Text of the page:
FARGO — Using his emergency powers, Fargo Mayor Tim Mahoney has issued a mandatory mask order requiring the wearing of face coverings in the city.

The order also encourages all stores and businesses to adopt policies prohibiting entry without wearing masks.

The mandate, announced at the Monday, Oct. 19, City Commission meeting, affects residents in all indoor and outdoor environments where wearers are exposed to non-household members and where social distancing of six feet or more cannot be assured.

The mandate replaces a directive passed in July and took effect immediately. It will last as long as the city emergency is in effect. The City Commission will determine when the emergency is over.

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The West Fargo City Commission discussed issuing a mask mandate at its Monday meeting as well, after commissioners got word of Fargo's order. A mandate was brought forth by Commissioner Brad Olson as a non-agenda item. The city created a small committee that includes Olson and Commissioner Mark Simmons to examine the issue that could be brought to the commission as a special meeting agenda item later this week.

Mahoney and Fargo Cass Public Health Director Desi Fleming made the case for the mandate in Fargo, noting the steadily increasing number of cases and hospitalizations, only two staffed ICU beds available in Fargo and an anticipated jump in deaths if the infection rate doesn't start to drop.

The mayor said 153 people are currently hospitalized in city facilities with the virus. Many people are delaying cancer and coronary care, and "if we don't be careful we'll be overwhelming our hospitals."

He also pointed to the state's climbing death count, now at 408.

Mahoney said public health contact tracers were behind by 300 people on calls, and more city workers were coming down with COVID-19. The city's public health board, 65 pediatricians across the state and the state medical association encouraged the mandate, he added

In a Friday letter, the public health board said, "Given masking has proven to be an effective means of slowing the spread of COVID-19, the Fargo Cass Public Health Board of Health actively supports legislation, regulation and/or other national, state and local measures to mandate the use of face coverings during this public health emergency.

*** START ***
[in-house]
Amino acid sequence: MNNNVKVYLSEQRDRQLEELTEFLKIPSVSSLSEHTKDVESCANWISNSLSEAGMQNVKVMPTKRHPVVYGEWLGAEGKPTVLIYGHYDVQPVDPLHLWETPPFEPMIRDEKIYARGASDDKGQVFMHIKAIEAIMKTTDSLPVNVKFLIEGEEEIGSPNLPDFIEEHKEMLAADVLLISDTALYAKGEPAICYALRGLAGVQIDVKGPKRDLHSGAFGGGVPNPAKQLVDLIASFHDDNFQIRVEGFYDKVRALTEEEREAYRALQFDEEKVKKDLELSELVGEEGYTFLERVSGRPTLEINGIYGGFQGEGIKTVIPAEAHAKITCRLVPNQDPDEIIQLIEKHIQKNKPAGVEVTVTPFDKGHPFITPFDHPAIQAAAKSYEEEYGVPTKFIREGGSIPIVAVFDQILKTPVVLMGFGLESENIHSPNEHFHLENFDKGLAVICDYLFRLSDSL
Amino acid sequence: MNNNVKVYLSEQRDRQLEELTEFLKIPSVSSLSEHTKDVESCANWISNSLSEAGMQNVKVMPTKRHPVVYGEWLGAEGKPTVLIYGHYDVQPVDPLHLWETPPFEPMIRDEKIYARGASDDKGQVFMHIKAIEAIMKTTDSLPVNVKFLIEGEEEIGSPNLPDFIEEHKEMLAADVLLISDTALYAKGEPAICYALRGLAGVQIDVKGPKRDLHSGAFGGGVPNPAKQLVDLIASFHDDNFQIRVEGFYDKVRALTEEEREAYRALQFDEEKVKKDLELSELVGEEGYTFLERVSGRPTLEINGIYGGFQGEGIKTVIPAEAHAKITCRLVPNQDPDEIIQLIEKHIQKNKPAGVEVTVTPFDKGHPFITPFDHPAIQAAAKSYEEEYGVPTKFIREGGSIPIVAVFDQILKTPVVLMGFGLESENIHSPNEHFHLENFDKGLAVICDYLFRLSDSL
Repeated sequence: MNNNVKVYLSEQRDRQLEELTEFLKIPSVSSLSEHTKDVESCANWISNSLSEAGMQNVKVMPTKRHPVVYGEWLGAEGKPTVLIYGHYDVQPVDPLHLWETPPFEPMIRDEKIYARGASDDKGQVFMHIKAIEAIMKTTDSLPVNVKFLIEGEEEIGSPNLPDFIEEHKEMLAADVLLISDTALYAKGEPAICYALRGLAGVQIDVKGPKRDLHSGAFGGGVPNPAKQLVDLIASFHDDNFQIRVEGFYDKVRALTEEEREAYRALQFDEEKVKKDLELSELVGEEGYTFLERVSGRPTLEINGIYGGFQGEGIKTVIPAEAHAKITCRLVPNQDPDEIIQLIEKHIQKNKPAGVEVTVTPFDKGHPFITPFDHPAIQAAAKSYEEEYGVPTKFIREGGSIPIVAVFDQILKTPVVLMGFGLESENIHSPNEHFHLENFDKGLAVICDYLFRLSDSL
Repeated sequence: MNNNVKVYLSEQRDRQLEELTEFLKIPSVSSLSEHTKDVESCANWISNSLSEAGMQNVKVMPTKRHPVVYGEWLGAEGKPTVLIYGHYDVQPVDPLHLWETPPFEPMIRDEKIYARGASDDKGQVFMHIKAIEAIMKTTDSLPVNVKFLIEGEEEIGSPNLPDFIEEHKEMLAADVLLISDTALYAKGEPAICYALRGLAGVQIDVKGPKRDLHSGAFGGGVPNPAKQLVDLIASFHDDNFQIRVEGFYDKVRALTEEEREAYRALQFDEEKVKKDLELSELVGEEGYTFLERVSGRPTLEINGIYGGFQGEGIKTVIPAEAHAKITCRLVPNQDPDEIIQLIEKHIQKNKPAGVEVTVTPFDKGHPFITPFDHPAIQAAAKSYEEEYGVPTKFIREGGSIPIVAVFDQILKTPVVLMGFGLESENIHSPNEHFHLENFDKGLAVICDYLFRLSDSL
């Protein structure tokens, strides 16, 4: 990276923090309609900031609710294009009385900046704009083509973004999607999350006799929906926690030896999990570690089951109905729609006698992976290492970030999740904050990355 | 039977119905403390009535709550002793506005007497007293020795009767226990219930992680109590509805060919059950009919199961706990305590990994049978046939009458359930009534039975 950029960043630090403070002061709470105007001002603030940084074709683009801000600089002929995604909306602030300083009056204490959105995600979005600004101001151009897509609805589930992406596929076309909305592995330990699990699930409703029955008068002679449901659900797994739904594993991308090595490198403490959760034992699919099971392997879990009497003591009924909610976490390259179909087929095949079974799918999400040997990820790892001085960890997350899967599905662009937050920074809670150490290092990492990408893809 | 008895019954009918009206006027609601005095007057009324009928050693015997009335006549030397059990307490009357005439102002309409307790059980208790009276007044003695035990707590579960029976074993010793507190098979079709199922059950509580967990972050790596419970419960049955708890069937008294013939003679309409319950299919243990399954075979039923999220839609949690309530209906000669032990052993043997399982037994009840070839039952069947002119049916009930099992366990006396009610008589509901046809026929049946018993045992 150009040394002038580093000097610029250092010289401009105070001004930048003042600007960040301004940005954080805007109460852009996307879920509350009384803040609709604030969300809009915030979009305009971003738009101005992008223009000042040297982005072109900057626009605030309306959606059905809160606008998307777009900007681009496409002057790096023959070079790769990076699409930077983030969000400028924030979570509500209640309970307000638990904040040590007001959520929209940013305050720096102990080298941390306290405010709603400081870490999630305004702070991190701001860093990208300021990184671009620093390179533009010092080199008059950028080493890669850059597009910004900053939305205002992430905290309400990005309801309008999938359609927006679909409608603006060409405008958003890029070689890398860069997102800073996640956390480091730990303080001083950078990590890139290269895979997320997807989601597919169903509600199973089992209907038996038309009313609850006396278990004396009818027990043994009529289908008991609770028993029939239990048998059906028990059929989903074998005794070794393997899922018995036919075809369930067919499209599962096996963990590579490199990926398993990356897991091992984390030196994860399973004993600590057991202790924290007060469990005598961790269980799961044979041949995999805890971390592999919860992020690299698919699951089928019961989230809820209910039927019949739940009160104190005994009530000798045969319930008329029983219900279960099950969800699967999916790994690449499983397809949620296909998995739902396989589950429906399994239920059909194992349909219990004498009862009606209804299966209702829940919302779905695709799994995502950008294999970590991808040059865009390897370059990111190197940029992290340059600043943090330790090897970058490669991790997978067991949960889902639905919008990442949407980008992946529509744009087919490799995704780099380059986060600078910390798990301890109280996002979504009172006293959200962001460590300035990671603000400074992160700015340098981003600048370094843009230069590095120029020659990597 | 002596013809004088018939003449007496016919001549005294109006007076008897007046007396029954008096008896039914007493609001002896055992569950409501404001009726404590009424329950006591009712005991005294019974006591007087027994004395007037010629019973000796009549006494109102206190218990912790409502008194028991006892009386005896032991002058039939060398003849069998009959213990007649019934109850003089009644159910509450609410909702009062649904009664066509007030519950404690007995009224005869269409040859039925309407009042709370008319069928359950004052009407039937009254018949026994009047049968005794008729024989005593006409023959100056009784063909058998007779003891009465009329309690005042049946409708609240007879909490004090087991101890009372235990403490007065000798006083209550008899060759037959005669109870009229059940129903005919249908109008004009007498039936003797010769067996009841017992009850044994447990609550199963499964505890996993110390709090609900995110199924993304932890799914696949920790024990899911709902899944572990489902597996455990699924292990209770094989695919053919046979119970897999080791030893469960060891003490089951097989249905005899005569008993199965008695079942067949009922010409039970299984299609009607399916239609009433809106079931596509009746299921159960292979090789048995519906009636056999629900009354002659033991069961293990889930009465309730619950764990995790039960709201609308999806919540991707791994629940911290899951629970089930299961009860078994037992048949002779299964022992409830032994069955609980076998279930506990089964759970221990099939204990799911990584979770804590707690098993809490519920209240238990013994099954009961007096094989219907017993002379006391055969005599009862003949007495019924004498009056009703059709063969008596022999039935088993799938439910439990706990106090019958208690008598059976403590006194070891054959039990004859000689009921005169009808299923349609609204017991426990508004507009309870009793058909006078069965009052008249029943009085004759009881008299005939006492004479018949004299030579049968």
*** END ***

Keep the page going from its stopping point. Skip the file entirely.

"With the absence of statewide efforts, we urge you to pass such legislation at the local level."

Mahoney emphasized there will be no penalty for not wearing a mask.

"We must all do our part, though," he said. "Each one of us must do more."

Commissioners Arlette Preston and John Strand both thought the positivity rate of over 10% might be the point where some enforcement needs to be put in place but agreed the mayor's mandate was "a great step forward."

Preston urged the mayor to "use his bully pulpit to correct disinformation" about mask wearing.

"People are looking to you and to us for leadership," she said.

Preston said she'd heard reports that some bars were still being overcrowded with no masks or social distancing.

She called out Commissioners Dave Piepkorn and Tony Gehrig for "disobeying rules" as they came to the meeting and into City Hall not wearing masks. They remained unmasked throughout the two-hour meeting.

"We are better than this," Preston said. "If we pitch in with this as has been done multiple times with flooding, we will come out of this as a better community. I know we are tired, but we can't see each other as expendable."

Strand praised the mayor for "stepping up" and yielding to his "better angels."

"I know the pressure has been immense," he said.

Piepkorn and Gehrig were silent throughout the mandate discussion.

The mandate allows for numerous exceptions, including children younger than school age, people with medical conditions, athletic activities, those consuming food or beverages at a restaurant or bar, in certain jobs and at churches.

Mahoney's move came on the heels of an announcement late last week by North Dakota Gov. Doug Burgum, who heightened the COVID-19 risk level of a number of counties, including Cass County, to "orange," a move that required heightened pandemic safety protocols.

Earlier this month, Mahoney cast the deciding vote on whether the City Commission should consider a mask order.

In voting no, Mahoney said at the time that a mandate was an emotional issue and he believed it would tear the city apart.

At Monday's meeting, he called the past two weeks "unprecedented."

"It's about science, not politics. It's about our community," he said. "It's going to be a difficult next couple of weeks, but we need to get this going in the other direction."